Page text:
July 21, 2019 | 92° F

EDITORIAL: Rutgers needs practice to be protected

Active shooter drills on campus are important to security


From 2013 to 2015, 47 percent of school shootings occurred at colleges and at universities. So it is appropriate that the Rutgers University Police Department (RUPD) executed a drill in order to practice what faculty and staff should do in the case of an active-shooter threat on campus. 

The drill was focused on the reactions and responses of Rutgers employees and officers in the face of a dangerous situation. RUPD used the normal working conditions of employees and simulated scenarios that included the threat of an active shooter. This training session, which used the imitation of the sights and sounds that one might experience during shooter incidents, is a continuation of other simulations and tests that have been scattered over the last several months. After trial and error, as well as feedback from those partaking in the drills, RUPD has been able to refine their training and effectively prepare Rutgers employees in assisting officers during an active-shooter threat. At the end of the day, those who had participated in the drill had felt that the information they learned was helpful.

With Rutgers fortunately avoiding gun violence but having faced a tragic stabbing instead, it is understandable that some may feel that these drills taking place are not as beneficial as RUPD is making them out to be. In fact, for some students, the recollection of Rutgers’ testing system in June 2016 was a prime example that the active-shooter protocols need improvement.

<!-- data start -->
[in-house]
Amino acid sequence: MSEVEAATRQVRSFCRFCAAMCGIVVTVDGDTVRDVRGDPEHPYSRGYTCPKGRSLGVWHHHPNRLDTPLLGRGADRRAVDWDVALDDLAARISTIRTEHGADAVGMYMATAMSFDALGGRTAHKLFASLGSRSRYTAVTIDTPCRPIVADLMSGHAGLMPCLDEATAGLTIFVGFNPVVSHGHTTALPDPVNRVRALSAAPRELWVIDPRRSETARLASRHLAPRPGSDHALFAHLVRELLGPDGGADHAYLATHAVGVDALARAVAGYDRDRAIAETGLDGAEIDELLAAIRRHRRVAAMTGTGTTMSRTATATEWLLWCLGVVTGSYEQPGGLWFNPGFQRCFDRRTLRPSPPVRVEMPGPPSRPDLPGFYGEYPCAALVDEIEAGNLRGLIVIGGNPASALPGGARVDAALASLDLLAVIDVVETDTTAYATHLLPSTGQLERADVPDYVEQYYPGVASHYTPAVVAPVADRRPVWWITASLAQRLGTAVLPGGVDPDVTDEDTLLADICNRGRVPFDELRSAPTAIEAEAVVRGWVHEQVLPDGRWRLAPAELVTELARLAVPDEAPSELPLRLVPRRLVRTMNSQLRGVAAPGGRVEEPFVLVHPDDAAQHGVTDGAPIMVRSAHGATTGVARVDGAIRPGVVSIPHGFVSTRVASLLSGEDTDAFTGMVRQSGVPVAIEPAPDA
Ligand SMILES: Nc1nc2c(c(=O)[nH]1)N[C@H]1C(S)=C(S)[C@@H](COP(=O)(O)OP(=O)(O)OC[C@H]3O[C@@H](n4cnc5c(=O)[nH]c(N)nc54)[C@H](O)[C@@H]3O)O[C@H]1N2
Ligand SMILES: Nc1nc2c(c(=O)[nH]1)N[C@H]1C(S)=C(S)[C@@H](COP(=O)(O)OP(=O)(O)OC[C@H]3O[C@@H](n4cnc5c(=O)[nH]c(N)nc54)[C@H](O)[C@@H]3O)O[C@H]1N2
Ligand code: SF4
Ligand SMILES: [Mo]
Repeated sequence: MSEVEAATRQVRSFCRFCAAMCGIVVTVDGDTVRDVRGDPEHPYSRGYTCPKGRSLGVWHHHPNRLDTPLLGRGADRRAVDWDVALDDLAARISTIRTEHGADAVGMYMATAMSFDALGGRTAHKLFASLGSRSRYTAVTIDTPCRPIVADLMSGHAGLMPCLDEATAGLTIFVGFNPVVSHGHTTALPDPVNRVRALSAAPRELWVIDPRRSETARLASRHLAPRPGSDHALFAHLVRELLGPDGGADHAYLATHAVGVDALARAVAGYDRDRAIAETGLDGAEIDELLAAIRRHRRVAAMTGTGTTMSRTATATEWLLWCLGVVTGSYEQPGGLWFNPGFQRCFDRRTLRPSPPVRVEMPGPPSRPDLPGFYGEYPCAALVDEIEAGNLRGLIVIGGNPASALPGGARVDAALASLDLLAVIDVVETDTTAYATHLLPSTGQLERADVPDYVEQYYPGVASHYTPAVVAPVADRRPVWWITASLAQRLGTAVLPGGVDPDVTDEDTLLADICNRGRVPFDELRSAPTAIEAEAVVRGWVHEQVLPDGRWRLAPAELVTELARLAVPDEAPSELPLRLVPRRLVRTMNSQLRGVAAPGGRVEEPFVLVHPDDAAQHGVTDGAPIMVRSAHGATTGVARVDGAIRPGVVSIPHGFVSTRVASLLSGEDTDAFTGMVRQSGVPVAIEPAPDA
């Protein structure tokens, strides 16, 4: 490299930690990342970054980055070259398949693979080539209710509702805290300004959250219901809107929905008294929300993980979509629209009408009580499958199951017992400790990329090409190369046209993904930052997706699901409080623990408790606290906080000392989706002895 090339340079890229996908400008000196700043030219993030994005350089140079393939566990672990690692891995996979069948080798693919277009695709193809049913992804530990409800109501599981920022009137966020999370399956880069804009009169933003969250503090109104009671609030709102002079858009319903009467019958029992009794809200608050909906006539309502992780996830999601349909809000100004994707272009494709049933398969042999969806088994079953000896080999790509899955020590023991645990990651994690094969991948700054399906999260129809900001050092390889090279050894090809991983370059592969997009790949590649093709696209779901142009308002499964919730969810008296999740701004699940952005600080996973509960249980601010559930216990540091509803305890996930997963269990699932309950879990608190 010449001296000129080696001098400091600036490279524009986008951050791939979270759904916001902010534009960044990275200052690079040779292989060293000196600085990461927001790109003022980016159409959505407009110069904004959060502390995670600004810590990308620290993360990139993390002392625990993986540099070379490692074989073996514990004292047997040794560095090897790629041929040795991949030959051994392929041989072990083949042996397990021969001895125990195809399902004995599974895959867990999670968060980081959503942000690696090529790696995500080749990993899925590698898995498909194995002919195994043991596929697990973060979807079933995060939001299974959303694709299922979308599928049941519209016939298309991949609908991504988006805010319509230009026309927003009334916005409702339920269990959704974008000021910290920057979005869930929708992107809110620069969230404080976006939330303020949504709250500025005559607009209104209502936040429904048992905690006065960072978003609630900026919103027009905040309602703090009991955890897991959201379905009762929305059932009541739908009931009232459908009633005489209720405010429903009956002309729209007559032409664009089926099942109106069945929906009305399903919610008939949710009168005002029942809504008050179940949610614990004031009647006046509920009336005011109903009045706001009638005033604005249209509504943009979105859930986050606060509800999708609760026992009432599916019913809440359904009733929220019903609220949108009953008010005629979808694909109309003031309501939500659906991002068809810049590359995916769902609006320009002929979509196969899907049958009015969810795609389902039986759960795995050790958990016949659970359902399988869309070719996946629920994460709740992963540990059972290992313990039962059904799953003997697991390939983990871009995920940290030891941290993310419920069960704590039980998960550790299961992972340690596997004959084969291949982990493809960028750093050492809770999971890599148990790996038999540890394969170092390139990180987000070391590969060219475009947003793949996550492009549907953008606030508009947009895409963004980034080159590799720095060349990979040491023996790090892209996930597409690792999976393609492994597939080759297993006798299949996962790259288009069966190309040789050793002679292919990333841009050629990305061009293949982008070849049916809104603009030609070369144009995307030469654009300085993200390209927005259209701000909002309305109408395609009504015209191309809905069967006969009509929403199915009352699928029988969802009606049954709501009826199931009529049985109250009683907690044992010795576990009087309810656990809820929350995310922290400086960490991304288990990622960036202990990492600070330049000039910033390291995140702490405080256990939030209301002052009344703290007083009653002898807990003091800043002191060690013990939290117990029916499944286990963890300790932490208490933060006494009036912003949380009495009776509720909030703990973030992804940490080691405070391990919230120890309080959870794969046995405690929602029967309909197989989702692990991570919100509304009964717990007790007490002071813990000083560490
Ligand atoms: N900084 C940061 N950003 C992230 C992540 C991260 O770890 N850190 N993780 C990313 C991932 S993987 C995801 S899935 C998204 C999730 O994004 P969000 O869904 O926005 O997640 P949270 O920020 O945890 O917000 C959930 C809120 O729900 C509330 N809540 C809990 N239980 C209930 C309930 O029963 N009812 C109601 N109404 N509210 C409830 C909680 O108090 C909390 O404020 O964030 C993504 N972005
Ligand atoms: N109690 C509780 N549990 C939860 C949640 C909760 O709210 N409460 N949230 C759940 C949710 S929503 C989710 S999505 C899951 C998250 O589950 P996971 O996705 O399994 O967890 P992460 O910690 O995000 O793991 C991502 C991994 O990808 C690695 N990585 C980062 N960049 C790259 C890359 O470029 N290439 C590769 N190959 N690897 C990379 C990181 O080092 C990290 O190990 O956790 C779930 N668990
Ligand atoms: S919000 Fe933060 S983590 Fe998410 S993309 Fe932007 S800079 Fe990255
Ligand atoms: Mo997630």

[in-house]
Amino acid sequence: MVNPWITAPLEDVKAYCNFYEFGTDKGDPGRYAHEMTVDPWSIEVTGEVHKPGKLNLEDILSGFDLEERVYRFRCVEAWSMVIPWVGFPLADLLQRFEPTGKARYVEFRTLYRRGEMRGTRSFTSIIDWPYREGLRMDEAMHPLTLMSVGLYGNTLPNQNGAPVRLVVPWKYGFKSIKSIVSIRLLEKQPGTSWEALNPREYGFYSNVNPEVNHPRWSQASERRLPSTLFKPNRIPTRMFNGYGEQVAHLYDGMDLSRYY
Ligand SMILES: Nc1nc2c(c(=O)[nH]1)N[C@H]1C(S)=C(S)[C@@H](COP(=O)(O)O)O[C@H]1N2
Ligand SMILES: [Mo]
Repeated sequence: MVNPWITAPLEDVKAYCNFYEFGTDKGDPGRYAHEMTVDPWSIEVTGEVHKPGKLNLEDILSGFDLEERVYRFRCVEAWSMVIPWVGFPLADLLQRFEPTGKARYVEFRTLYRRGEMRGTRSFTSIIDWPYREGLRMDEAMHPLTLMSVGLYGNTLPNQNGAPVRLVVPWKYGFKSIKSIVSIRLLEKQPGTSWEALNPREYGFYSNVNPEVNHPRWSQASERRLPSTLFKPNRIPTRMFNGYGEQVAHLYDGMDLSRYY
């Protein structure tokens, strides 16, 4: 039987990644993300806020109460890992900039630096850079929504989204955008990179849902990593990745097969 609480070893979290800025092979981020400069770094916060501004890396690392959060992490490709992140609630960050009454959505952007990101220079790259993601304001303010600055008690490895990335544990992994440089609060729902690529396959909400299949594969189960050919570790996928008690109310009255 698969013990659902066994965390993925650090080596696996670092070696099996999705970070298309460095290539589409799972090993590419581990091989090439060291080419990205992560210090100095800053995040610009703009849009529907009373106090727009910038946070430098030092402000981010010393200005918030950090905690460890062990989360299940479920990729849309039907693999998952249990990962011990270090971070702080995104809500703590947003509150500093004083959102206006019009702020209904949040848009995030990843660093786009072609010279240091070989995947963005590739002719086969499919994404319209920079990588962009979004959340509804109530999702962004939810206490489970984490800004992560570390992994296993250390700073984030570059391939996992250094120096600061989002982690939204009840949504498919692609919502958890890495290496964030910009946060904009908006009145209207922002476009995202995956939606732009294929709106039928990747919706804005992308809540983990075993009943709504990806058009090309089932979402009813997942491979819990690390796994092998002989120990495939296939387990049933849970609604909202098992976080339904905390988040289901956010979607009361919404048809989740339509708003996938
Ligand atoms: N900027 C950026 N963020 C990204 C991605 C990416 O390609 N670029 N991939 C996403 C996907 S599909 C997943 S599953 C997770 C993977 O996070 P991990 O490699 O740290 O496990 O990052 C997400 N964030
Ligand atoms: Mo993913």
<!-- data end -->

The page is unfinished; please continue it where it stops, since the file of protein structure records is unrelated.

Last summer, Rutgers sent out a series of texts in the form of an “RU Alert,” stating: “Armed suspect in area of alexander library (sic). Seek a safe space and shield/secure your location.” Although the texts included “TEST” at the bottom, many Rutgers students who received the alert were alarmed and frightened, despite Rutgers sending out emails about the upcoming drill the day before. But this is the reason that RUPD has worked to improve these drills.

Although Rutgers’ campuses may not have been the target of gun violence, the truth of the matter is that anything can happen at any time. Twenty-three shootings occurred on college campuses in just 2015, and Rutgers’ attempts to actively combat the unpreparedness for these shootings are anything but a bad idea. Just because there have been no drastic gun violence attacks at Rutgers does not mean that we should not prepare for the worst. This is the same reasoning that justifies Rutgers’ extended suspension of Kevin Allred, who was a professor in the Department of Women's and Gender Studies. Allred, who is known for his unique teaching styles and controversial opinions, published a potentially threatening post on his Twitter account. The tweet, where Allred raised a hypothetical situation about shooting white students, caught the immediate attention of Rutgers officials last semester. Allred has not been officially terminated but continues to remain on suspension. This is because Rutgers is doing what it should as a university — prioritizing the safety of its students and not taking any chances.

RUPD taking precautions in case of active-shooter situations is a smart move. That being said, Rutgers should be extending these drills to students as well. There is only so much one can do to prepare for something so horrible, and only training faculty and staff in case of an emergency may not be enough to secure the safety of the community. Preparing each and every member of Rutgers for worst-case scenarios is giving the University the best odds.

The Daily Targum's editorials represent the views of the majority of the 148th editorial board. Columns, cartoons and letters do not necessarily reflect the views of the Targum Publishing Company or its staff.

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